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02-Aug-2006
Extinction: Bad Genes or Bad Luck? by David M. Raup, reviewed by Victor Niederhoffer

This book by David M. Raup, a biologist at the University of Chicago, of the Stephen Jay Gould genre, identifies everything about extinction that we thought was true but is not. The author's main thesis is that extinction is a mostly random event; due to catastrophes and bad luck, and not related to the process of evolution that is part and parcel of the Darwinian idea. The author believes that the most likely explanation for the major extinctions that we have had is not competition, nature, or physical causes, but meteorites of colossal energy that fell on the earth regularly some 18 million years ago and still threaten us today.

In the process of debunking everything that we have been taught about extinction the author comes to six conclusions that are of great explanatory value for all species, all companies, and all investment styles:

  1. Species are temporary. Almost all species die out, and almost all lifetimes are very small relative to the age of the earth.
  2. Species with small populations are easy to kill. This is a consequence of gambler's ruin, that if you let random events run for a long enough time you are bound to hit the zero point, unless the probability of success is inordinately high. This is something that all traders with fixed systems, and all companies with specialized technological innovations and unique niches should contemplate.
  3. Widely spread species are harder to kill. Geographic diversity, and niche diversity are very important in precluding narrow events from causing a species' extinction.
  4. It is much easier to kill a species if you get a substantial number with the first strike. The importance of not losing too much in one fell swoop is paramount in any field.
  5. Extinction is most often caused by new stresses that the organism is not accustomed to. Long-lived species have usually developed mechanisms to cope with everything that has occurred to them in the past, so the thing they must fear the most is the meteor ... or the spacemen!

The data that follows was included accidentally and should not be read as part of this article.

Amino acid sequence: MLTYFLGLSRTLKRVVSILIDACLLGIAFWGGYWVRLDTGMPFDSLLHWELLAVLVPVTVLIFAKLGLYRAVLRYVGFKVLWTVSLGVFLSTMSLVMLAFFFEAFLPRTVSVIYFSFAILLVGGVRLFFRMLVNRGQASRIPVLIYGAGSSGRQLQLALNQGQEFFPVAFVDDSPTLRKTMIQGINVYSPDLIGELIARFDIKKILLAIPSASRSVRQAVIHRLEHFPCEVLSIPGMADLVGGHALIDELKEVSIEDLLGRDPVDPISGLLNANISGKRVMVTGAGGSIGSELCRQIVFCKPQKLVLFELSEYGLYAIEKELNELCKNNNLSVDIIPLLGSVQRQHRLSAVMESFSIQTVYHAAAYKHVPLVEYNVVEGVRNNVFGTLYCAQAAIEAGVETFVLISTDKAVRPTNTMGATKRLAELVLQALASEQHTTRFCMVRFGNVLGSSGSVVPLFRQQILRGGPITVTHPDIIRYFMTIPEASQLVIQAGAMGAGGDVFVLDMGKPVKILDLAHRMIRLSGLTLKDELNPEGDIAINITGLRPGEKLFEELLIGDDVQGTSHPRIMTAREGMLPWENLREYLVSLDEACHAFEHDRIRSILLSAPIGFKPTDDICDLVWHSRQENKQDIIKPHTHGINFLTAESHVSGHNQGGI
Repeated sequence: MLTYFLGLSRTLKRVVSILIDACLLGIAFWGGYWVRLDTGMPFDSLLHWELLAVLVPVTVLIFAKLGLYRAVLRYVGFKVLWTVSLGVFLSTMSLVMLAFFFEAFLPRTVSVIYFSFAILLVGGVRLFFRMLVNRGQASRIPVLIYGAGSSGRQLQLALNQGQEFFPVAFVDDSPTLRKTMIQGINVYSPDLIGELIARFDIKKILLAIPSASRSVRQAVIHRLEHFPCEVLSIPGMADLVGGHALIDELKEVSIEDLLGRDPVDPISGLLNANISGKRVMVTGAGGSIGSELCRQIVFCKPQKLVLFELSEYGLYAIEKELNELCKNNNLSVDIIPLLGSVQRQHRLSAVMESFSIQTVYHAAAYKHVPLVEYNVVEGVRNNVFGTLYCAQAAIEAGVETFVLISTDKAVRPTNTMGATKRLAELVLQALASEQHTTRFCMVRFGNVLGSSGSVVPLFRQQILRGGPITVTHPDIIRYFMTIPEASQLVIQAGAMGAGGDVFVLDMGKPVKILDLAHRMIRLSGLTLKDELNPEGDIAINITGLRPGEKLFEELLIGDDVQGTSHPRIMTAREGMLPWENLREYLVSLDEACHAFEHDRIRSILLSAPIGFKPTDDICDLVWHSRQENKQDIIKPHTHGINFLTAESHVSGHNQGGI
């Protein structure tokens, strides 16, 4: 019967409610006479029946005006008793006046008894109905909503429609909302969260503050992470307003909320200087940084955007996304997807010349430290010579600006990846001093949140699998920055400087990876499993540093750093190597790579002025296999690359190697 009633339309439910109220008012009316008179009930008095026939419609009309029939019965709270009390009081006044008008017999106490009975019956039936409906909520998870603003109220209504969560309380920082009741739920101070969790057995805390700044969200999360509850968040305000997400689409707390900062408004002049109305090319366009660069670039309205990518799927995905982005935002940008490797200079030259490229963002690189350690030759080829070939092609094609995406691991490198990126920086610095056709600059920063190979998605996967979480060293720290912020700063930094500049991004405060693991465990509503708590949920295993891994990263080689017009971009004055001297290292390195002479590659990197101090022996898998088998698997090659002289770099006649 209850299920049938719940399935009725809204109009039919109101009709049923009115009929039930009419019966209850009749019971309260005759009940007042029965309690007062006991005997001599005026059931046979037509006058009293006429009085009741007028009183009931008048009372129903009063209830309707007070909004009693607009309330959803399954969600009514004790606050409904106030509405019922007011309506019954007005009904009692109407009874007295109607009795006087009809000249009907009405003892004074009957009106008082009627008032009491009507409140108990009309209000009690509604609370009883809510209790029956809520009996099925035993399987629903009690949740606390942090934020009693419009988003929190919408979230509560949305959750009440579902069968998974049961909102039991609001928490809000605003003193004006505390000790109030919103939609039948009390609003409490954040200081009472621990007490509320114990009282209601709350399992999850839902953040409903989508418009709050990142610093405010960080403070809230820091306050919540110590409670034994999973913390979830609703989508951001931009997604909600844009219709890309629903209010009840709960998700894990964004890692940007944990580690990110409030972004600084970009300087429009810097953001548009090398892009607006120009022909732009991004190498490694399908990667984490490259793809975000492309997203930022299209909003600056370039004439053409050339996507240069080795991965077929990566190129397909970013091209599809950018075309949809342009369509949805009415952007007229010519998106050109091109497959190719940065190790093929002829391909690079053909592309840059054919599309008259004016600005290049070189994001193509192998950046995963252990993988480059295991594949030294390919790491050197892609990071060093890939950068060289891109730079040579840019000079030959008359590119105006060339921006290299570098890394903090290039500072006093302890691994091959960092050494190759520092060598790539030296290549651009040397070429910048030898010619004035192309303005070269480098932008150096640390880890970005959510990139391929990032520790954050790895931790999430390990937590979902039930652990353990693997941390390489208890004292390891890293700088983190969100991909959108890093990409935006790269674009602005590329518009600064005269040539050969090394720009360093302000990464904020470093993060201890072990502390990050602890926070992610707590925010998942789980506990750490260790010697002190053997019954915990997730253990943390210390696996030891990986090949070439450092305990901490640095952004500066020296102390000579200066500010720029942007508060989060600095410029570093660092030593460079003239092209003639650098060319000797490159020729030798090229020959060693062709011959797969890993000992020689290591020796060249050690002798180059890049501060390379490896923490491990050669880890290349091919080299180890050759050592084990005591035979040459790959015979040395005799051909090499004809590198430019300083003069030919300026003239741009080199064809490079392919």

6. Mass extinctions require stresses that cut across all biological boundaries. In the market this would be such a thing as a big war or a global rise in interest rates.

There have been five major extinctions in the history of the earth. They are usually classified as Ordovician-Silurian, 440 million years before present, Late Devonian, 365 b.p., Permian-Triassic 250 b.p., End Triassic 200 b.p., and Cretaceous-Tertiary, 65 b.p., and a high percentage of species and genera were killed off in the years surrounding each of these markers. The author has developed some nice graphs to show what the likely number of species that died are, given the number of genera that were killed in each cataclysm.

There is an interesting but naive chapter in the book on the relation of extinction to industries. Raup argues that most of the companies around today were not in existence 50 years ago, and the cause of their disappearance, merger or bankruptcy corresponds to the causes of species disappearance or phyletic transformation. The author draws parallels between such things as that the total number of companies names was lower 50 years ago, just as biodiversity was less, and that certain industries wax and wane just as species do:

Above all, stock prices as well as the composition of the entire market, are virtually unpredictable from... decade to decade. And so it was with biological evolution in... the most recent 500 million years.

There is an excellent chapter in this book on the history of life, some nice methods of graphing durations and the branching of species, and some good anecdotes about all the famous species like the trilobites and the dinosaurs that did disappear with a debunking of the common explanations.

The book focuses on an extremely important part of the process of life, and shows some interesting methods for sorting fact from fiction.